The six missionaries on the trip led by Dan Christopherson and including Pastor Brian Brightly had a few different goals, one of which was to deliver the approximately $3,000 worth of medical supplies they collected in Florida before departing.
But they found out quickly that just saying the wrong thing to the wrong person in Cuba can result in an abrupt change of plans.
The medicines were distributed among the six travelers’ luggage, but not evenly. Bo Hamrick and his daughter, Victoria, carried the majority of it in two large duffle bags, and when customs officers at the Hoguín airport searched one of the bags, Hamrick didn’t realize how important the distinction between “donation” and “gift” could be under the circumstances, and told his questioners that the medical supplies were donations.
It was a jarring entrance for the remainder of the group as well, who had exited the baggage area as quickly as possible at the advice of Christopherson, who had taken the trip many times before. They were forced to wait for several hours outside the airport while Hamrick was questioned.
At the end of the questioning, about half the medical supplies were confiscated and he was allowed to proceed into the country.
The idea, according to the missionaries, is that while Cubans enjoy free, universal access to healthcare, a shortage of medical supplies both in and out of the hospitals still stymies care. As a result, medical supplies are a popular class of donated items. And while Americanos may use words like “gift” and “donation” interchangeably, Cubans do not, since donations are controlled and distributed by the state. As a result, people may only bring gifts into the country, and even gifts may not include surgical supplies.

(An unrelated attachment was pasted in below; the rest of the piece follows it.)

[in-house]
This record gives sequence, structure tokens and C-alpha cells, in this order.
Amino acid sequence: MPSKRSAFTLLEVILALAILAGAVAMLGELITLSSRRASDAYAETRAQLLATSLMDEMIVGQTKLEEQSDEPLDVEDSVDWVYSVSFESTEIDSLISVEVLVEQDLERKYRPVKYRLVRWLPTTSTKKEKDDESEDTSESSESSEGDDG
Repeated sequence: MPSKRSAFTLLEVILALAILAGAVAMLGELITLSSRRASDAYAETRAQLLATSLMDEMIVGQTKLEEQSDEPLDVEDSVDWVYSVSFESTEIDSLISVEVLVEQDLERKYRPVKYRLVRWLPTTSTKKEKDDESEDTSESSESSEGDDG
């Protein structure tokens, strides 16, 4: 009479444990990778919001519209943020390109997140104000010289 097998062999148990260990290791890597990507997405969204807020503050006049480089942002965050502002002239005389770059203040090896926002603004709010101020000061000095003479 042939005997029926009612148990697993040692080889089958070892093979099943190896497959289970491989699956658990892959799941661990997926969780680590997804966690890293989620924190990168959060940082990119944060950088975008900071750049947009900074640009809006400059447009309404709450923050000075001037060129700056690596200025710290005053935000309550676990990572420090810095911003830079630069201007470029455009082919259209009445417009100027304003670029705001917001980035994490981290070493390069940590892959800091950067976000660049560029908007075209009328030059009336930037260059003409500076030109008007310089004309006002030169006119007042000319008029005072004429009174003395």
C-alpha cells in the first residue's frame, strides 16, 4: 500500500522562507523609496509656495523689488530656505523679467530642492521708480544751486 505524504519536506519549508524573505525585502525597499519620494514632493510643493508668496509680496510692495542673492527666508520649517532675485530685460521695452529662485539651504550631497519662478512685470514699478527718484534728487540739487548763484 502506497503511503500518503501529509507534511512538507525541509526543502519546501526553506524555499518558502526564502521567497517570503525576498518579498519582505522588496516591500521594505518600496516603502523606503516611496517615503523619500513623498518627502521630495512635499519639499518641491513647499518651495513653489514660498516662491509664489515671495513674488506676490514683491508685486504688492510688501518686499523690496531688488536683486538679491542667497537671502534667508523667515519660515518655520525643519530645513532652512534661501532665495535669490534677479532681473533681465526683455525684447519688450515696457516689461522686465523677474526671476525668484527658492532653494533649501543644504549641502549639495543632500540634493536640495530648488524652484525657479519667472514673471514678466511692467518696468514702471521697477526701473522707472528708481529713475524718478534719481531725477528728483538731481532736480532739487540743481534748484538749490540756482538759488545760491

Of course, no one knew this at the time. A former customs agent, whose name is withheld, explained it several days after the fact, when representatives of the BGUMC’s sister church in Cuba were appealing the decision.
Whether the appeal is approved or not, there may be some comfort in the fact that confiscated donations will still be redistributed, except in the case of some items, like surgical gloves, which may be destroyed for fear of contamination.